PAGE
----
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The Royce-Bean Bill - A Federal Insurance Deregulation Bill

PIA along with the NAIC, NAMIC, NCOIL and others are actively opposing H.R. 1880. Realizing that its supporters are trying to portray it as...
May 5, 2009

PIA along with the NAIC, NAMIC, NCOIL and others are actively opposing H.R. 1880.  Realizing that its supporters are trying to portray it as a reform measure that would strengthen insurance regulation - which is false - we have emphasized what it really is: a federal insurance deregulation bill designed to supplant state regulation.

A reading of the bill text [links to Library of Congress website--search for bill number "H.R. 1880"] clearly reveals its intent: to drive a stake through the heart of the state-based insurance regulatory system. In its place, it would set up a national system of regulation exempt from the existing state system of insurance regulation.

That optional federal charter advocates would again attempt to advance their proposal now -- especially in light of the economic downturn and the general sentiment for more, rather than less regulation -- should not come as a total surprise. The advocates of federal insurance regulation hope that they can piggy-back their agenda onto calls for a financial systemic regulator.

H.R. 1880 is built on the false premise the federal regulation is superior to state regulation and that state regulation failed while federal regulation succeeded. There's just one problem: the exact opposite is true. Advancing H.R. 1880 requires convincing people that the AIG bailout was about AIG's insurance operations. It was not. It requires that a deregulation bill be sold as one that strengthens insurance regulation, when in reality it would greatly weaken it. This is a case of proposed legislation being based upon faulty assumptions, an incorrect premise and a wholesale misreading of the facts. Or to paraphrase an oft-quoted saying: "It has the added disadvantage of not being true."

Highlights of H.R. 1880:  H.R. 1880 is more expansive than previous OFC versions, all of which have failed. While under terms of the new bill states would maintain responsibility for regulating state-licensed insurers, agencies and producers, an entire new class of "national" insurers, agencies and producers would be established. These would come under a national federal regulatory structure that would exist separate from state-chartered and licensed entities and producers.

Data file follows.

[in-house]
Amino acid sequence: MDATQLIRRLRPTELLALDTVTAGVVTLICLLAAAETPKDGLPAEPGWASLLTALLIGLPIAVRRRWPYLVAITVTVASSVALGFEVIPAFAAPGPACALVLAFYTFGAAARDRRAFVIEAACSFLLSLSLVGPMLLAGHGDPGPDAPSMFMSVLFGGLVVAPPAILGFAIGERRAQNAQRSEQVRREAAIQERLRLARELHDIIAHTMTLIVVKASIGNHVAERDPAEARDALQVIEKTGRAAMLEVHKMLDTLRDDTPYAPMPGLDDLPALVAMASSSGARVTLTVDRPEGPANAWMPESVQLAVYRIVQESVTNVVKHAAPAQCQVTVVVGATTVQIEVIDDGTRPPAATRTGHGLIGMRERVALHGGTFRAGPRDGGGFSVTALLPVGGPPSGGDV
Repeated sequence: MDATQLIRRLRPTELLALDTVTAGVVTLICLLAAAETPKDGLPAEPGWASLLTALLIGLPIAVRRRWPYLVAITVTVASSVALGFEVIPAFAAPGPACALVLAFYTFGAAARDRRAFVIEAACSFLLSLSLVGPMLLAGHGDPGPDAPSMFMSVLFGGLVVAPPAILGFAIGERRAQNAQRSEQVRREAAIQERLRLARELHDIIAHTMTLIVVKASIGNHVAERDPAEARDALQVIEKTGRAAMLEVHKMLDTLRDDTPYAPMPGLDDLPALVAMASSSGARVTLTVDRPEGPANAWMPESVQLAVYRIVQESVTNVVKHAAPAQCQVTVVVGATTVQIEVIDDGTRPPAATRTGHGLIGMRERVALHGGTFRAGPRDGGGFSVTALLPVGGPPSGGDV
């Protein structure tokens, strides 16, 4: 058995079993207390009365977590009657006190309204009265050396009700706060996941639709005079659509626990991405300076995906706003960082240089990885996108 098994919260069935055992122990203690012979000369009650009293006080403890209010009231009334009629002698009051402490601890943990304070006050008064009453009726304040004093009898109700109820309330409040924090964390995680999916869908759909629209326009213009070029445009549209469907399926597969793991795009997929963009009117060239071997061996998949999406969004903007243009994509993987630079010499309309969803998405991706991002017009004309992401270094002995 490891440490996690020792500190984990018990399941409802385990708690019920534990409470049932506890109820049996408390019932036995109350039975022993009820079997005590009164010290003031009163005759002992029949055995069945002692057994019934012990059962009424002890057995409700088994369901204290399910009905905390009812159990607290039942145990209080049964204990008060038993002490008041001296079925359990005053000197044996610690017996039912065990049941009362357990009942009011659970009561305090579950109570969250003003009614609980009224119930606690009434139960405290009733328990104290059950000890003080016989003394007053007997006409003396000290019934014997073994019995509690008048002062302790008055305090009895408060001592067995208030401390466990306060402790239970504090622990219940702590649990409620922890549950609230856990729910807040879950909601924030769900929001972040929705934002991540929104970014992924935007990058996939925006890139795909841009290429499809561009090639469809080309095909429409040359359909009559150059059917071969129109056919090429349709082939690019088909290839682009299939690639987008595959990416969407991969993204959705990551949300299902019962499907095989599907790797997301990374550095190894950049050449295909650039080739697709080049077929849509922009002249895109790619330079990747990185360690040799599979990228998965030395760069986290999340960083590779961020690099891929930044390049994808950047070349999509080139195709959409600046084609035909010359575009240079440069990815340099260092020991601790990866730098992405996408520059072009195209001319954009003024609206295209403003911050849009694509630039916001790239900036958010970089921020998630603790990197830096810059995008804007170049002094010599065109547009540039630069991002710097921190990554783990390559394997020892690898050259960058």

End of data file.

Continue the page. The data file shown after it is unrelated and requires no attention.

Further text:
The bill provides for the appointment of a National Insurance Commissioner overseeing a National Insurance Office. It would mandate that a physical National Insurance Office be opened in all 50 states. It would empower the National Insurance Commissioner to set up self-regulatory organizations and empower them to carry out the function of the Act. It would grant immunity to any "national insurer, national insurance agency, or national insurance producer" from "any form of licensing, examination, reporting, regulation, or supervision by a State." The new measure also would create a National Insurance Guaranty Corporation. Insurers that opt for federal oversight would be made to pay into it, as well as the guaranty funds in any state in which they do business.

What It Means to Agents:  Bottom line: those who want to tilt the insurance playing field away from Main Street insurance agents and the carriers they represent are at it again. They are determined to do whatever it takes to change our industry for their own competitive advantage. Independent agents, the carriers they represent, state regulators and legislators have successfully turned back such ill-advised proposals many times in the past. It's time for us to do it again.

State Based Supporters Won't Cede Insurance Authority Quietly (A.M. Best 5/4/09)